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Isovaleric acidemia is a rare disorder in which the body is unable to process certain proteins properly. It is classified as an organic acid disorder, which is a condition that leads to an abnormal buildup of particular acids known as organic acids. Abnormal levels of organic acids in the blood (organic acidemia), urine (organic aciduria), and tissues can be toxic and can cause serious health problems.
Normally, the body breaks down proteins from food into smaller parts called amino acids. Amino acids can be further processed to provide energy for growth and development. People with isovaleric acidemia have inadequate levels of an enzyme that helps break down a particular amino acid called leucine.
Health problems related to isovaleric acidemia range from very mild to life-threatening. In severe cases, the features of isovaleric acidemia become apparent within a few days after birth. The initial symptoms include poor feeding, vomiting, seizures, and lack of energy (lethargy). These symptoms sometimes progress to more serious medical problems, including seizures, coma, and possibly death. A characteristic sign of isovaleric acidemia is a distinctive odor of sweaty feet during acute illness. This odor is caused by the buildup of a compound called isovaleric acid in affected individuals.
In other cases, the signs and symptoms of isovaleric acidemia appear during childhood and may come and go over time. Children with this condition may fail to gain weight and grow at the expected rate (failure to thrive) and often have delayed development. In these children, episodes of more serious health problems can be triggered by prolonged periods without food (fasting), infections, or eating an increased amount of protein-rich foods.
Some people with gene mutations that cause isovaleric acidemia are asymptomatic, which means they never experience any signs or symptoms of the condition.
Isovaleric acidemia is estimated to affect at least 1 in 250,000 people in the United States.
Mutations in the IVD gene cause isovaleric acidemia.
The IVD gene provides instructions for making an enzyme that plays an essential role in breaking down proteins from the diet. Specifically, this enzyme helps process the amino acid leucine, which is part of many proteins. If a mutation in the IVD gene reduces or eliminates the activity of this enzyme, the body is unable to break down leucine properly. As a result, an organic acid called isovaleric acid and related compounds build up to harmful levels in the body. This buildup damages the brain and nervous system, causing serious health problems.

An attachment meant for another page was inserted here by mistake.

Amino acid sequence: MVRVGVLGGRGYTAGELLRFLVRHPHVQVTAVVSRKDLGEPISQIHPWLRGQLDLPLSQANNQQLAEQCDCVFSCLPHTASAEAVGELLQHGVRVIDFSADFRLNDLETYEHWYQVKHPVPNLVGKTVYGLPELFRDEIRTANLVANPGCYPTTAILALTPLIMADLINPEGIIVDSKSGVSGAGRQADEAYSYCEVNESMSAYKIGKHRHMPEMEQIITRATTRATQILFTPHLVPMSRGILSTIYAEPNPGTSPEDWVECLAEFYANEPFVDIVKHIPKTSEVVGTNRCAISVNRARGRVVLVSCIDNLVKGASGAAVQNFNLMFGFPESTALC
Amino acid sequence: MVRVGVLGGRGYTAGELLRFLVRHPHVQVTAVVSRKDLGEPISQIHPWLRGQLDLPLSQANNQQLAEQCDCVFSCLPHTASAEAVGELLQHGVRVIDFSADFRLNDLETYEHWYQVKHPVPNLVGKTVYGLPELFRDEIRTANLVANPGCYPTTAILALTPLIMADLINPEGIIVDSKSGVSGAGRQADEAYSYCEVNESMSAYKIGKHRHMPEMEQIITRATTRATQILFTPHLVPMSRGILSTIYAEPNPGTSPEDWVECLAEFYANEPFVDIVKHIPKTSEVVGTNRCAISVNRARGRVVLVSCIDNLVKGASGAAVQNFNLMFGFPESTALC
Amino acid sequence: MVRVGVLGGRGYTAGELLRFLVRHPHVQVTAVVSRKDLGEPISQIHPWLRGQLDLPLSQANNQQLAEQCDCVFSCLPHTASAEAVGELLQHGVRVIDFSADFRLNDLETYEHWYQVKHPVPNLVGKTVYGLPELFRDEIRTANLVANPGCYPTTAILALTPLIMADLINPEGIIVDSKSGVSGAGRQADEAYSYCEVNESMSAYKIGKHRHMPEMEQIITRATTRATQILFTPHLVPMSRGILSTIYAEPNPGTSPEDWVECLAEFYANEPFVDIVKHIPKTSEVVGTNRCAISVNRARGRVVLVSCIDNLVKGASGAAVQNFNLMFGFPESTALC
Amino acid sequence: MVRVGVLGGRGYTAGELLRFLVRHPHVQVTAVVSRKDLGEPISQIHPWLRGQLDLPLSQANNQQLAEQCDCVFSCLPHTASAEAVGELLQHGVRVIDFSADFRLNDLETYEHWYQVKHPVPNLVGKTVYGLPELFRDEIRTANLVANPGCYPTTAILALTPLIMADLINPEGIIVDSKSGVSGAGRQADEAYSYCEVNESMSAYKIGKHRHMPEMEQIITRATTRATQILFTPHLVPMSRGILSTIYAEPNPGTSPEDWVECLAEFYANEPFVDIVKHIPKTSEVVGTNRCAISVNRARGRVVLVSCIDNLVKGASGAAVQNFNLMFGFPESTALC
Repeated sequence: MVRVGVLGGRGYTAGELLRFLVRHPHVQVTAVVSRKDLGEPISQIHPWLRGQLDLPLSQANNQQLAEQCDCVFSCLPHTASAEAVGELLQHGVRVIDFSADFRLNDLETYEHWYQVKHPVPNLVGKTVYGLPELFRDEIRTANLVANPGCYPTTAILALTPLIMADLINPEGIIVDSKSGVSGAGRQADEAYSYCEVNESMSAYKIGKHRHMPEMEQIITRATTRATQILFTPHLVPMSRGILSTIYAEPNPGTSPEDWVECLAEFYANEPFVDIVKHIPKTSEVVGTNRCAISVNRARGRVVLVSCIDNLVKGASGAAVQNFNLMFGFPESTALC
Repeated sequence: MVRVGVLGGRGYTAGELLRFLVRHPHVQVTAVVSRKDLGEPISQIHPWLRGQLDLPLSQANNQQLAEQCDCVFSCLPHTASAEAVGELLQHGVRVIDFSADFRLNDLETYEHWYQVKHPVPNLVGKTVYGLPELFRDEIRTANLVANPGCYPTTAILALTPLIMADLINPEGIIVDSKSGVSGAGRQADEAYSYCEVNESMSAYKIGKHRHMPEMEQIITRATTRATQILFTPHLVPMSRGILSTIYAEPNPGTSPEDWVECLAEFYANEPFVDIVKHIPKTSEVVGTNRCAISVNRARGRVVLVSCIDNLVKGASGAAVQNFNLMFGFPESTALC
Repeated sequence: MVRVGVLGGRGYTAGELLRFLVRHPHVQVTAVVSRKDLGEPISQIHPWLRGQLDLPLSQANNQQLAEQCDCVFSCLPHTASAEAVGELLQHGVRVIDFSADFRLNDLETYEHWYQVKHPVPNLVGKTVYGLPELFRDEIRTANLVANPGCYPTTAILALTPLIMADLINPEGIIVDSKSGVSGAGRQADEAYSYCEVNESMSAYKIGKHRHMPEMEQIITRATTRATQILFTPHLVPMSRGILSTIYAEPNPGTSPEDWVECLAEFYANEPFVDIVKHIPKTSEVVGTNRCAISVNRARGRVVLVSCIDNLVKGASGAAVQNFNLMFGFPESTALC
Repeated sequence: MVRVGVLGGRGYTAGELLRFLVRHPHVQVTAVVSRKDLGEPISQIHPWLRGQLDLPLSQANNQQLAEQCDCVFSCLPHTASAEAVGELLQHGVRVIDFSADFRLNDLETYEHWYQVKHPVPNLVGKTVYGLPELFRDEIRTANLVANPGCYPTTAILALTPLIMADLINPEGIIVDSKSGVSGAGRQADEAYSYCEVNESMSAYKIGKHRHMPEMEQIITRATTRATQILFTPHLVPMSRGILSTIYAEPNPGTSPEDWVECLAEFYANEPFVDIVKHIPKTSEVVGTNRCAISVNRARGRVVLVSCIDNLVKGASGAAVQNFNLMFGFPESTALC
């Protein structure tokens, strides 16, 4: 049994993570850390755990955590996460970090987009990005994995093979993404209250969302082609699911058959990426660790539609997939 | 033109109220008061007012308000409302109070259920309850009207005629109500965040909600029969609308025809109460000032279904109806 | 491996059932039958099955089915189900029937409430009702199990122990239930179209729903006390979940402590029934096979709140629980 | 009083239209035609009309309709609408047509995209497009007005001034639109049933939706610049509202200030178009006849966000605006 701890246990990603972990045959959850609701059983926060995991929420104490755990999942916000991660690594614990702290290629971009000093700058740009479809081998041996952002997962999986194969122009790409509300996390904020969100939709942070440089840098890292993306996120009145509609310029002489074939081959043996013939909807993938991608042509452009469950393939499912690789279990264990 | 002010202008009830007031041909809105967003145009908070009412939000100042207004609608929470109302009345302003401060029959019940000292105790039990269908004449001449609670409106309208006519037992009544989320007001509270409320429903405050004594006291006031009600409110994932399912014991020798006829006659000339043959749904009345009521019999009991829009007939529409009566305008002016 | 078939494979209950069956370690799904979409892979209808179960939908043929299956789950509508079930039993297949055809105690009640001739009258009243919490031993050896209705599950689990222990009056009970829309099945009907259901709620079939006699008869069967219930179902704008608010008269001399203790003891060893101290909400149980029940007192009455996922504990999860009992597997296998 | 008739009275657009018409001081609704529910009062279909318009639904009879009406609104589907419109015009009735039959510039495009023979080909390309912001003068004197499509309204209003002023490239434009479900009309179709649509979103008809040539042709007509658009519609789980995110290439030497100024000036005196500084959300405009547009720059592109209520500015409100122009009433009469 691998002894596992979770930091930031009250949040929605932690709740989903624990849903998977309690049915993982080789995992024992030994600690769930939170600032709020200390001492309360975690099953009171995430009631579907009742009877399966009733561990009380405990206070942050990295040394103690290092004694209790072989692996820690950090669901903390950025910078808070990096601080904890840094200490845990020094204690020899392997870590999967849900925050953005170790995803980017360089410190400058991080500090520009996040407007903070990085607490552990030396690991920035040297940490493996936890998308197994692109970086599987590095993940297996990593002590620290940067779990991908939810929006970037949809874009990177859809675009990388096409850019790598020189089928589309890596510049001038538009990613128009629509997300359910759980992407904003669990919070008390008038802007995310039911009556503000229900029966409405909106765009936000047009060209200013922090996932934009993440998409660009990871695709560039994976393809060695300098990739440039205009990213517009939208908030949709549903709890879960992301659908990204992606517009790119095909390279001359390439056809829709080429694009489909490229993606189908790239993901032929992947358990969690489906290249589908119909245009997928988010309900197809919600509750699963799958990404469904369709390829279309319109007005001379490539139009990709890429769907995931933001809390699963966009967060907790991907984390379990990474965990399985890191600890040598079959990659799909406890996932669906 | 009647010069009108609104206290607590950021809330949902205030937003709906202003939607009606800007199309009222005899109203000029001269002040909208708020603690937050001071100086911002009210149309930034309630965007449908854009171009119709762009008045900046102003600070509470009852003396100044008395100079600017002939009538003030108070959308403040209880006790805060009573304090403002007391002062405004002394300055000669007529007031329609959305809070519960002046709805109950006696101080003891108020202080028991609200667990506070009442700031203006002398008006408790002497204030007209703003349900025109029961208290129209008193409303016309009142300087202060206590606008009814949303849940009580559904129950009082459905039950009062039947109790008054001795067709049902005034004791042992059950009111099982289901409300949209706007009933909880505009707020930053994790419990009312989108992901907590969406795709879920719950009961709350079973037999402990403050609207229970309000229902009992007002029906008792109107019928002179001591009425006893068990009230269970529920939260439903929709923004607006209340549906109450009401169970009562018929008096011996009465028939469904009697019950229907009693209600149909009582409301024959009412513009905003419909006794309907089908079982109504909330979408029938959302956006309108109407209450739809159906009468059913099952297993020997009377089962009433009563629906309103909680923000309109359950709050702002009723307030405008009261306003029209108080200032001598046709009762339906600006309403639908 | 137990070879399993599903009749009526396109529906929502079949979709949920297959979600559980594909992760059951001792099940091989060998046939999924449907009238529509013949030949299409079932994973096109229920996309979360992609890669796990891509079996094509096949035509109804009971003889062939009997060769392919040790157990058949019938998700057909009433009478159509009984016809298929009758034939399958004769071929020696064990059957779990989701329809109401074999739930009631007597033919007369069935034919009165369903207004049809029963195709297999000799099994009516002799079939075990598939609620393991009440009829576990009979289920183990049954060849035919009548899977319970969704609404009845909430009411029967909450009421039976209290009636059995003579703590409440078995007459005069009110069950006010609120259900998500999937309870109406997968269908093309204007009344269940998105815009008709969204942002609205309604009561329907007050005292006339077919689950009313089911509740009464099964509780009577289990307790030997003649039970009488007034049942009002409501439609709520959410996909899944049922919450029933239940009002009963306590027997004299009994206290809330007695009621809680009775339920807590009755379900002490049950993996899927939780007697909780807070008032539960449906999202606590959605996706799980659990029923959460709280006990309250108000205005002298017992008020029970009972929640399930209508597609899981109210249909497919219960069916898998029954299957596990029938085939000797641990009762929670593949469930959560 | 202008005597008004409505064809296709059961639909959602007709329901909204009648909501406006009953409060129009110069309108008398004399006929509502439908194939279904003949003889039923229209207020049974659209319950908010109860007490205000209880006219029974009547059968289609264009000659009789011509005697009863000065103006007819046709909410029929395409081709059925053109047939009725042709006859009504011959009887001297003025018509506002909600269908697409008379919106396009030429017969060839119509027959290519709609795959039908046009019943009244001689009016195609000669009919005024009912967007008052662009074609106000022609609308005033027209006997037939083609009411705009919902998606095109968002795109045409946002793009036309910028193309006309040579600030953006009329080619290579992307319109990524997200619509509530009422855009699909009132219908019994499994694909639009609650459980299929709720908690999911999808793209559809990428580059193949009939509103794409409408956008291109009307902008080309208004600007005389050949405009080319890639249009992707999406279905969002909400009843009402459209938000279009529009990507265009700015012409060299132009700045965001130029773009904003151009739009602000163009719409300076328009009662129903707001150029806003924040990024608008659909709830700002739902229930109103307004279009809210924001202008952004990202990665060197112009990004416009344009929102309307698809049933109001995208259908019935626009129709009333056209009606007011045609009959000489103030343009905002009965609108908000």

Changes in this gene are associated with isovaleric acidemia.
This condition is inherited in an autosomal recessive pattern, which means both copies of the gene in each cell have mutations. The parents of an individual with an autosomal recessive condition each carry one copy of the mutated gene, but they typically do not show signs and symptoms of the condition.
These resources address the diagnosis or management of isovaleric acidemia and may include treatment providers.
You might also find information on the diagnosis or management of isovaleric acidemia in Educational resources (http://ghr.nlm.nih.gov/condition/isovaleric-acidemia/show/Educational+resources) and Patient support (http://ghr.nlm.nih.gov/condition/isovaleric-acidemia/show/Patient+support).
General information about the diagnosis (http://ghr.nlm.nih.gov/handbook/consult/diagnosis) and management (http://ghr.nlm.nih.gov/handbook/consult/treatment) of genetic conditions is available in the Handbook. Read more about genetic testing (http://ghr.nlm.nih.gov/handbook/testing), particularly the difference between clinical tests and research tests (http://ghr.nlm.nih.gov/handbook/testing/researchtesting).
To locate a healthcare provider, see How can I find a genetics professional in my area? (http://ghr.nlm.nih.gov/handbook/consult/findingprofessional) in the Handbook.
You may find the following resources about isovaleric acidemia helpful. These materials are written for the general public.
You may also be interested in these resources, which are designed for healthcare professionals and researchers.
For more information about naming genetic conditions, see the Genetics Home Reference Condition Naming Guidelines (http://ghr.nlm.nih.gov/ConditionNameGuide) and How are genetic conditions and genes named? (http://ghr.nlm.nih.gov/handbook/mutationsanddisorders/naming) in the Handbook.
Ask the Genetic and Rare Diseases Information Center (http://rarediseases.info.nih.gov/gard).
acids ; aciduria ; acute ; amino acid ; asymptomatic ; autosomal ; autosomal recessive ; cell ; CoA ; coma ; compound ; deficiency ; dehydrogenase ; enzyme ; failure to thrive ; fasting ; gene ; inherited ; lethargy ; leucine ; mutation ; nervous system ; newborn screening ; organic acid ; protein ; recessive ; screening ; sign ; toxic
You may find definitions for these and many other terms in the Genetics Home Reference Glossary (http://ghr.nlm.nih.gov/glossary).
The resources on this site should not be used as a substitute for professional medical care or advice. Users seeking information about a personal genetic disease, syndrome, or condition should consult with a qualified healthcare professional. See How can I find a genetics professional in my area? (http://ghr.nlm.nih.gov/handbook/consult/findingprofessional) in the Handbook.